A bill that would give financial assistance for homeowners to change out their polluting wood burning fireplaces with cleaner natural gas heating cleared a legislative committee Tuesday, but a key provision that would have bolstered wood burning enforcements during inversions perished.---
House Bill 154 would allocate $1.5 million to help those living in the roughly 200 homes registered with the Utah Department of Air Quality as having wood burning stoves as a sole source of heating.
Rep. Patrice Arent, D-Salt Lake City, told the committee the swap wouldn't be required, and assured members of the House Natural Resources, Agriculture and Environment Committee that nothing in the bill would ban wood burning or increase the number of days when wood burning is barred.
Arent called the bill a “very important approach” to tackling the Wasatch Front's polluted air. She cited studies that show one wood burning stove spews as much pollution as hundreds of homes heated with natural gas. And she said the wood burning stove piece of the PM 2.5 (particulate matter that clogs the air on Utah's winter inversion days) puzzle is disproportionately large compared to other sources.
“The more you put in the worse it gets and this stuff is very dangerous. ...” she said of PM 2.5. “It's very carcinogenic.”
The conversation took a few twists and turns, ending with the committee deciding to strip $250,000 in ongoing money to help the DAQ enforce wood burning restrictions on days when burning is forbidden.
Bryce Bird, director of the DAQ, said bolstering enforcement was sorely needed, since at present only one enforcement agent, who is taken off another job, must patrol seven counties.
“This is an important program for us,” Bird said. “I will emphasize the fact that right now resources are limited.”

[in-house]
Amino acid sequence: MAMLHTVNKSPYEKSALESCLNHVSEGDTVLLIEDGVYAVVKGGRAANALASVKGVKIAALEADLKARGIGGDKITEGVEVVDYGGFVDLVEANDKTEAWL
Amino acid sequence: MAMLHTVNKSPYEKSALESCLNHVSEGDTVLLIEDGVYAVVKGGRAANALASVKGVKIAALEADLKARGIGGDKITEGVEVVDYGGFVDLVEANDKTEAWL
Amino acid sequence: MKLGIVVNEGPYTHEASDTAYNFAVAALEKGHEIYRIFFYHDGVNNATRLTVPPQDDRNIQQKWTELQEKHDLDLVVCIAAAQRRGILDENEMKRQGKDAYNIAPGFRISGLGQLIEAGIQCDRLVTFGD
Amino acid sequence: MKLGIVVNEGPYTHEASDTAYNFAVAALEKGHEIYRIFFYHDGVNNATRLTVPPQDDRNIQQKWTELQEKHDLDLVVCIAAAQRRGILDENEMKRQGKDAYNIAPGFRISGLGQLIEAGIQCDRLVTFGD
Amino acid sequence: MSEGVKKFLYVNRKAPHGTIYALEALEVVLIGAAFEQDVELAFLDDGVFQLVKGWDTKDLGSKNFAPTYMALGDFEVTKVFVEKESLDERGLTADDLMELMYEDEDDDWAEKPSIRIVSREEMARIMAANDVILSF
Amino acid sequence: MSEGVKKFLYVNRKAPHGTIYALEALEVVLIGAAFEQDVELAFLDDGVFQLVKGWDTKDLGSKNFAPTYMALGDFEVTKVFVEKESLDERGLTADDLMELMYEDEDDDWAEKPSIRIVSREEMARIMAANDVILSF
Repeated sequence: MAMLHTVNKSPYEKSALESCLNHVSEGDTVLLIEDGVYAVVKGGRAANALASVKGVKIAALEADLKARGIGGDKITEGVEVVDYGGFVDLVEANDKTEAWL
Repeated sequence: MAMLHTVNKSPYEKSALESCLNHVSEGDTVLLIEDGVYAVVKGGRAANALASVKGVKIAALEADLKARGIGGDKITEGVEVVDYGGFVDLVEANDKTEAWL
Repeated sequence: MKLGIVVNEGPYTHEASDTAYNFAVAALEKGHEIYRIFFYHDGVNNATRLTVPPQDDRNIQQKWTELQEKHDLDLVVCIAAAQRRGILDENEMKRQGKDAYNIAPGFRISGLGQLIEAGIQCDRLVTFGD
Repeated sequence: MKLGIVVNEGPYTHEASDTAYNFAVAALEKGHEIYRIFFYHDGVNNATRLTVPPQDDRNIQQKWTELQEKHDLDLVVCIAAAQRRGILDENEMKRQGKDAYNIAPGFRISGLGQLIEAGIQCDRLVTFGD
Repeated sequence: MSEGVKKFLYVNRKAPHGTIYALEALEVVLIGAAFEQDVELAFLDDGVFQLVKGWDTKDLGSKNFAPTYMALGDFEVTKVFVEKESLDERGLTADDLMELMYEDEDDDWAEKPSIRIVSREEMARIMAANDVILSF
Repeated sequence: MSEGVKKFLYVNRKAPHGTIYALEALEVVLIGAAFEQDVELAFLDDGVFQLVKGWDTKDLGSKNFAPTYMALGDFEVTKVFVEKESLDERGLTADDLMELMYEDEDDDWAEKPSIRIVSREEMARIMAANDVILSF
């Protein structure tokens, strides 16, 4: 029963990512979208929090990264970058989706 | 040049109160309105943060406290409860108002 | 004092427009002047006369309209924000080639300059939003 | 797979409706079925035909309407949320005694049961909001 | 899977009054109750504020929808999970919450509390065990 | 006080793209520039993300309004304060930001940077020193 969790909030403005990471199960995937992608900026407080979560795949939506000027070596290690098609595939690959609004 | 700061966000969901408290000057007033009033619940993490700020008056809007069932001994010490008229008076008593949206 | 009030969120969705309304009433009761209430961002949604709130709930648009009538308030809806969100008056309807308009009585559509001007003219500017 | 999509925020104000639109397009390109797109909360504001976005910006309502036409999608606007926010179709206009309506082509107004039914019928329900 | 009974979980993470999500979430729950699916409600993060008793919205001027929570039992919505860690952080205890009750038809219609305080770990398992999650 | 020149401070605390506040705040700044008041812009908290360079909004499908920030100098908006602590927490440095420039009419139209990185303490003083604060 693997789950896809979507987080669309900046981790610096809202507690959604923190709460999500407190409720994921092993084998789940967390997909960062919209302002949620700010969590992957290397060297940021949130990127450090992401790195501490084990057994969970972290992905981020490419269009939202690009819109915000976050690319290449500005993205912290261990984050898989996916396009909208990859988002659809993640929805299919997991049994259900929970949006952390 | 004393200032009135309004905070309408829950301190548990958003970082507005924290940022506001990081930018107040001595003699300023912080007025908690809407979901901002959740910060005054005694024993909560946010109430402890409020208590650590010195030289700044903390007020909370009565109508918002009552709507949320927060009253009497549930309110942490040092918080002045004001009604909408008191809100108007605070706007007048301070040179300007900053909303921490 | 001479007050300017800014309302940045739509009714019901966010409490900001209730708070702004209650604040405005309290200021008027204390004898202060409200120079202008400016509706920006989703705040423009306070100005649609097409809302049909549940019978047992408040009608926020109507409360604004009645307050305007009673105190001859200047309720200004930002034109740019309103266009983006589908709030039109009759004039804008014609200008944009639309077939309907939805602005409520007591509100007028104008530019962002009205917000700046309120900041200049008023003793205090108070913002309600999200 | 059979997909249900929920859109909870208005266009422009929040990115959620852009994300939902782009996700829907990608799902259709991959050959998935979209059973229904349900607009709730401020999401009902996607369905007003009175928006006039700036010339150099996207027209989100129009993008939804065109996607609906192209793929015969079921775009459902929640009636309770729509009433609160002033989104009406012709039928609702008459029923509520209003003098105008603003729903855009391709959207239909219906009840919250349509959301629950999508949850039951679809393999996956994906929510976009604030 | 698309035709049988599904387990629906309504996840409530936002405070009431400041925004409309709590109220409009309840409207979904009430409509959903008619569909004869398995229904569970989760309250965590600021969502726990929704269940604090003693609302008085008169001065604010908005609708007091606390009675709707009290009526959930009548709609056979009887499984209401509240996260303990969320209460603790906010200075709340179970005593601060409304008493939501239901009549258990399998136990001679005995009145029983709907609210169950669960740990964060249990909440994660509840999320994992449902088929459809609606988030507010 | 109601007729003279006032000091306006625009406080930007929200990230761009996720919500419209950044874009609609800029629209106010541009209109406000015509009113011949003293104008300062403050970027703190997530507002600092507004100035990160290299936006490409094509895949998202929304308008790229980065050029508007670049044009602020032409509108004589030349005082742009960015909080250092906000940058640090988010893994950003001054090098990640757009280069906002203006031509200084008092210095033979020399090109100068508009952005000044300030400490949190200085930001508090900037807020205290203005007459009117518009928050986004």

Without a more vigorous enforcement policy, Arent said the DAQ, as is presently the case, won't be able to follow up on citizen complaints about neighbors who continue to burn during inversions.
Rep. John Mathis, R-Vernal, said he didn't like the enforcement proposal, which would have enabled DAQ officials to hire part-time, seasonal workers to aid in enforcement, because he doesn't want to send out the “gestapo.” Rep. Mike Noel, R-Kanab, made up another name: the “smoke police.”
And never letting an opportunity pass to rip the federal government's land management efforts, Rep. Ken Ivory, R-West Jordan, wondered if part of the education campaign funded in the bill would go toward highlighting what he says is mismanagement of national forests that has put them at”90 percent” risk of going up in flames.
Arent responded that she doesn't believe the average resident on the Wasatch Front can control what the federal government does with the state's forests, but they can control what's burned in their stoves.
The bill made it through the committee with a unanimous vote and will now go to the full house for a debate.
To read HB 154, click here. To contact Rep. Arent, click here. To find your representative using your address, click here. For more coverage of the legislature visit CityWeekly.net and follow @ColbyFrazierLP and @EricSPeterson on Twitter.